In the latest chapter in Maureen Dowd's never-ending story of the Clintons, "When Hillary Clinton Killed Feminism", the long-time New York Times columnist builds her case in the only way Maureen seems to know how: by putting words into Hillary's mouth and thoughts into Hillary's head.
Even after all these years, Maureen is still trying to invent Hillary the Terrible, Hillary the Prevaricator, Hillary the Shallow. And every time she's sure she's got it, every time Dowd writes the perfect scenario, in which her character lives up to her previous, masterful buildup, Hillary the Unpredictable takes off in another direction.
And Dowd fumes! Even on the printed page you can see Dowd fuming. Hillary is HER invention! HER antagonist! Who the hell does she think she is?
Because Maureen Dowd's version of Hillary Clinton doesn't exist in real life, the author resorts to the phrasing of a fiction writer:
"Hillary believed. . ."
"The Clintons seemed to have. . ."
"It turned out that female voters seem to be looking at. . ."
"This attitude intensified the unappetizing solipsistic subtext of her campaign. . . " (Thrown in because, come on! That took some work!)
"Hillary started from a place of entitlement. . ."
"Hillary’s coronation was predicated on. . ."
"The Clintons assumed. . ."
"And now she's even angrier. . ."
"Hillary has an 'I' message: I have been abused and misunderstood and it’s my turn."
"It’s a victim mind-set that is exhausting. . ."
"Hillary knew that she could count on the complicity of feminist leaders. . ."
"And that’s always the ugly Faustian bargain with the Clintons. . ."
What a story! The stuff of great fiction, and Maureen Dowd is without a doubt a great story-teller. But if there was a part in there about Hillary killing feminism--as the title suggests--I must have missed it.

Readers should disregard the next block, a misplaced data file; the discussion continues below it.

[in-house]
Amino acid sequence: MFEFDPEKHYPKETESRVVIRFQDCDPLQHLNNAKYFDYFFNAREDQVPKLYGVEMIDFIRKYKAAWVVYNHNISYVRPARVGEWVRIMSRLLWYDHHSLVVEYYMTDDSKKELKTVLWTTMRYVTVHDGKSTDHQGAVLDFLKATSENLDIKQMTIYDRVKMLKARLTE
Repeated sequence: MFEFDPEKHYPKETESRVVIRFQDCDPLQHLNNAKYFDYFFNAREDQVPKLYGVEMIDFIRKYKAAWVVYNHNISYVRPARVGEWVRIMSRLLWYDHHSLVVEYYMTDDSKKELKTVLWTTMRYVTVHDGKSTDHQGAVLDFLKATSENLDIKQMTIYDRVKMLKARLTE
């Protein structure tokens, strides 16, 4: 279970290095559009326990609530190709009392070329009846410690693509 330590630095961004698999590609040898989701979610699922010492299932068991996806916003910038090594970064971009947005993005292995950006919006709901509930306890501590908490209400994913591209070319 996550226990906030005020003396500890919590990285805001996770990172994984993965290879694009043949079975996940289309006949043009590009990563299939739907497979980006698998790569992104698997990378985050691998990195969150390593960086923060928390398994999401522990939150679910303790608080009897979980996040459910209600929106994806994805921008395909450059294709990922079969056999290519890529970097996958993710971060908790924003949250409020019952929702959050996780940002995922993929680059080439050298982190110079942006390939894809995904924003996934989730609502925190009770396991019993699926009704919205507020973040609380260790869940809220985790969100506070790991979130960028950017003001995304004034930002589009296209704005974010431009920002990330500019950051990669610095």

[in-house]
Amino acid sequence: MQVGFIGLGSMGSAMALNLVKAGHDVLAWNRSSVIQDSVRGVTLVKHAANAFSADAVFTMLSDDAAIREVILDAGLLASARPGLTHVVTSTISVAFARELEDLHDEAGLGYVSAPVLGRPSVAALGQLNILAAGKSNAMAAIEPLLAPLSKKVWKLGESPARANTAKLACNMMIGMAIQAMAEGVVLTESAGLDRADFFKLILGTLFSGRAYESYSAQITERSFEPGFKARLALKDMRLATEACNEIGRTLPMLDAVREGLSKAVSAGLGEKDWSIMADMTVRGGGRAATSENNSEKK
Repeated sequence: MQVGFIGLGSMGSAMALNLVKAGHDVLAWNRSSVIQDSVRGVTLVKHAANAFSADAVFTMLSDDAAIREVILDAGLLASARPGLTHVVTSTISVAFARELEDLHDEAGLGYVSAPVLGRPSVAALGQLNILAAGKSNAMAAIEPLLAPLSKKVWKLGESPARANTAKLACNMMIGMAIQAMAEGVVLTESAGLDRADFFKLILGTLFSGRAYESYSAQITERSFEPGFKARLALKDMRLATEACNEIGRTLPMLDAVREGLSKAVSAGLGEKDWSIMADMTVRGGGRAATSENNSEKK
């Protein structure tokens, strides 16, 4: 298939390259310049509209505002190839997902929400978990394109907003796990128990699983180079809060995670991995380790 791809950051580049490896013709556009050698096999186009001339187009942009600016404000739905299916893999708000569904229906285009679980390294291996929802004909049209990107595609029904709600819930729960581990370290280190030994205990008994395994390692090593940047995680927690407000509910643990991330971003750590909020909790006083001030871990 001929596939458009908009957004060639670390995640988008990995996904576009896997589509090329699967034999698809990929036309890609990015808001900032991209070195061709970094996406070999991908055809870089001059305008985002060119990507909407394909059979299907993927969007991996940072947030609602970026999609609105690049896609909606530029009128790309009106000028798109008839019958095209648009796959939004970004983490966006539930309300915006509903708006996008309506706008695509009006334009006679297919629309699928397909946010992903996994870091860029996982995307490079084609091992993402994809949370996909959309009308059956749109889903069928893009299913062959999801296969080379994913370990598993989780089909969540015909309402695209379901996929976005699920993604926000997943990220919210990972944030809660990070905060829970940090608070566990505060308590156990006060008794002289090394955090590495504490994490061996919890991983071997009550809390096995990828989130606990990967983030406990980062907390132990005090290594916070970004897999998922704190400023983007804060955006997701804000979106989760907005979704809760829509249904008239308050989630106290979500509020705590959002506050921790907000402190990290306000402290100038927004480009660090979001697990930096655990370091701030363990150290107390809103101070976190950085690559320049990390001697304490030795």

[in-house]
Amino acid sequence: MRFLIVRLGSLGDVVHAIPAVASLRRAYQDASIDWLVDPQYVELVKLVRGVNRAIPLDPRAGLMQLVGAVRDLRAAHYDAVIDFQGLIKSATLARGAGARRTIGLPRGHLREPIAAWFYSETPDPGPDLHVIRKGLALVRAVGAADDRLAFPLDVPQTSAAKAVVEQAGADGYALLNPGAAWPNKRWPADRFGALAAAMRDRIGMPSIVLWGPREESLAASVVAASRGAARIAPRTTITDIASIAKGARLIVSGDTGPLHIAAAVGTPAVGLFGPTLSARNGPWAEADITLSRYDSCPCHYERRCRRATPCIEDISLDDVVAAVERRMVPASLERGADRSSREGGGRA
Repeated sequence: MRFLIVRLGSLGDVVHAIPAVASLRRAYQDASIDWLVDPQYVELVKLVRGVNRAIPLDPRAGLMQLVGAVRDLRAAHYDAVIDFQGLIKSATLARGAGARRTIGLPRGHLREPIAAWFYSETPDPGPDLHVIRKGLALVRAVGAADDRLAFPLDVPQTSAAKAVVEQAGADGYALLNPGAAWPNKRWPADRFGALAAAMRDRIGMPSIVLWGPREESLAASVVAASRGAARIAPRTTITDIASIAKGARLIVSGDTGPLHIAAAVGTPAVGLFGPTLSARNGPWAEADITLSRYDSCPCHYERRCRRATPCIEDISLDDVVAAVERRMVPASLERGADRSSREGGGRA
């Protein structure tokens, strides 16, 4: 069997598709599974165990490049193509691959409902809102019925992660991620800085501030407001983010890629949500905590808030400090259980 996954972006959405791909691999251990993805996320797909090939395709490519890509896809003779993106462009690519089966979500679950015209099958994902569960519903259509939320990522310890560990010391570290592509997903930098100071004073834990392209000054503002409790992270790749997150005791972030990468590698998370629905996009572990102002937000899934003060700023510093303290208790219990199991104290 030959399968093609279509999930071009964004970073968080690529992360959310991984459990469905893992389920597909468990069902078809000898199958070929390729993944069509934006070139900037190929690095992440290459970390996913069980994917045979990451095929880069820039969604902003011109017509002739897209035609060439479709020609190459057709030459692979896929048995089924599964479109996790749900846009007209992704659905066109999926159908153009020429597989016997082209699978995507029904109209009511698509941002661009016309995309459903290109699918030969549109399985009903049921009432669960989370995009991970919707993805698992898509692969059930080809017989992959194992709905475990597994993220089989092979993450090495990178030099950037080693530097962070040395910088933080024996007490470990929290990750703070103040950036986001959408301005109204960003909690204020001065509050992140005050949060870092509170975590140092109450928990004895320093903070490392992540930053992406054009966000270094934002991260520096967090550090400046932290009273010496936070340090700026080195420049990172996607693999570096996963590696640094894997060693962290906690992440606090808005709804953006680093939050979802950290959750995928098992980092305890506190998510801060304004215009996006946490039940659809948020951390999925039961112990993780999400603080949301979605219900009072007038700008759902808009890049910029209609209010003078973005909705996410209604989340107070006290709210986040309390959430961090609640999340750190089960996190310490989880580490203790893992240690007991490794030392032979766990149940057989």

But let's say it's in there and I did miss it: Hillary Clinton has been accused of a lot of things, but killing feminism is a new one. The last I looked, feminism is alive and well and doing just fine. The plot twist comes when Dowd tries to portray Hillary as a perennial victim, only to give her the power to kill an entire movement. It stretches credulity, even for fiction.
The theme of Hillary as either victim or villain is growing old. She is neither. But Dowd has lived with this character for so long, building her into a larger-than-life creature of her own making (as every good writer of fiction must do), she can't let her go. Not her Hillary. Not this version. It's driving the poor woman mad! (No, not really. I made that up. See how easy it is?)
At risk of seeming presumptuous, let me just say, writer to writer, woman to woman: Maureen, honey, it's time. It's time to let it go, to move on to something new. You've done all you can with this one, and it's just not working. Now you're repeating yourself.
Even in fiction, the same old story is still the same old story.